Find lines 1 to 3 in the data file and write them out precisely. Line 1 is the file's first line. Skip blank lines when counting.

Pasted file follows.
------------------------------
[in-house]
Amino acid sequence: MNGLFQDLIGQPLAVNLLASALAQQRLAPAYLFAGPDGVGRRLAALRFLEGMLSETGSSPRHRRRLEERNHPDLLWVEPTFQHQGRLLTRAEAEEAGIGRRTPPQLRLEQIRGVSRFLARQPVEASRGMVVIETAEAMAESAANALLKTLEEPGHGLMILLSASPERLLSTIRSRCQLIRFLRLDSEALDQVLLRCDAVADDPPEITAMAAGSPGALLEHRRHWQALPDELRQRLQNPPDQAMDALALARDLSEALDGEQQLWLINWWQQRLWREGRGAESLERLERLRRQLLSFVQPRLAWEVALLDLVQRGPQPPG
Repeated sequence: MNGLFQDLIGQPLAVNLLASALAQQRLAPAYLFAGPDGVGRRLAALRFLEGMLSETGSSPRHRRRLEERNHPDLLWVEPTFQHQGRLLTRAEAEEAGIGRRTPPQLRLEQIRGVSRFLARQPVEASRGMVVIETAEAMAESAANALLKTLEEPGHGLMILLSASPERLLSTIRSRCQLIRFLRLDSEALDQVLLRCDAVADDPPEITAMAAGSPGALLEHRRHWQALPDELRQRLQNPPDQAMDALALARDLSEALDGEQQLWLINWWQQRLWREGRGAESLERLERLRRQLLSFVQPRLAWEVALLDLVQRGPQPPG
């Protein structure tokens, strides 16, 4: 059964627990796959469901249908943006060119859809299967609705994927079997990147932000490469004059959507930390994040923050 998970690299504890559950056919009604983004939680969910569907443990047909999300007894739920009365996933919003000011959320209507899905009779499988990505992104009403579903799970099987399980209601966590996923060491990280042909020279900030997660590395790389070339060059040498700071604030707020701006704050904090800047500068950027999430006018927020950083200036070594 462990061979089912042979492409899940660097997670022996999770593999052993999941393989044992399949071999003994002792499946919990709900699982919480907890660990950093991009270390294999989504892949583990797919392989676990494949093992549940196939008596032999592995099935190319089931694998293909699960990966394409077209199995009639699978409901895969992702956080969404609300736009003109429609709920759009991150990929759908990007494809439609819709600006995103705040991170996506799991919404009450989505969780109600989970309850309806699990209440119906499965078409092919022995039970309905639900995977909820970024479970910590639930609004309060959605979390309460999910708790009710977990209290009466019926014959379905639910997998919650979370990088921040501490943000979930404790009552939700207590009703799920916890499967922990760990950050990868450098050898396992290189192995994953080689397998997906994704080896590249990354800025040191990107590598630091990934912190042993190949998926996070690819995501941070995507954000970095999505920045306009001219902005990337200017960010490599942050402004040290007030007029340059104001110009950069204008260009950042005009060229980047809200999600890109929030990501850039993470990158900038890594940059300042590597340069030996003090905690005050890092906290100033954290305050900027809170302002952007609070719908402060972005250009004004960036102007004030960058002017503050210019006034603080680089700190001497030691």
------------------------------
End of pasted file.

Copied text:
[in-house]
Amino acid sequence: MNGLFQDLIGQPLAVNLLASALAQQRLAPAYLFAGPDGVGRRLAALRFLEGMLSETGSSPRHRRRLEERNHPDLLWVEPTFQHQGRLLTRAEAEEAGIGRRTPPQLRLEQIRGVSRFLARQPVEASRGMVVIETAEAMAESAANALLKTLEEPGHGLMILLSASPERLLSTIRSRCQLIRFLRLDSEALDQVLLRCDAVADDPPEITAMAAGSPGALLEHRRHWQALPDELRQRLQNPPDQAMDALALARDLSEALDGEQQLWLINWWQQRLWREGRGAESLERLERLRRQLLSFVQPRLAWEVALLDLVQRGPQPPG
Repeated sequence: MNGLFQDLIGQPLAVNLLASALAQQRLAPAYLFAGPDGVGRRLAALRFLEGMLSETGSSPRHRRRLEERNHPDLLWVEPTFQHQGRLLTRAEAEEAGIGRRTPPQLRLEQIRGVSRFLARQPVEASRGMVVIETAEAMAESAANALLKTLEEPGHGLMILLSASPERLLSTIRSRCQLIRFLRLDSEALDQVLLRCDAVADDPPEITAMAAGSPGALLEHRRHWQALPDELRQRLQNPPDQAMDALALARDLSEALDGEQQLWLINWWQQRLWREGRGAESLERLERLRRQLLSFVQPRLAWEVALLDLVQRGPQPPG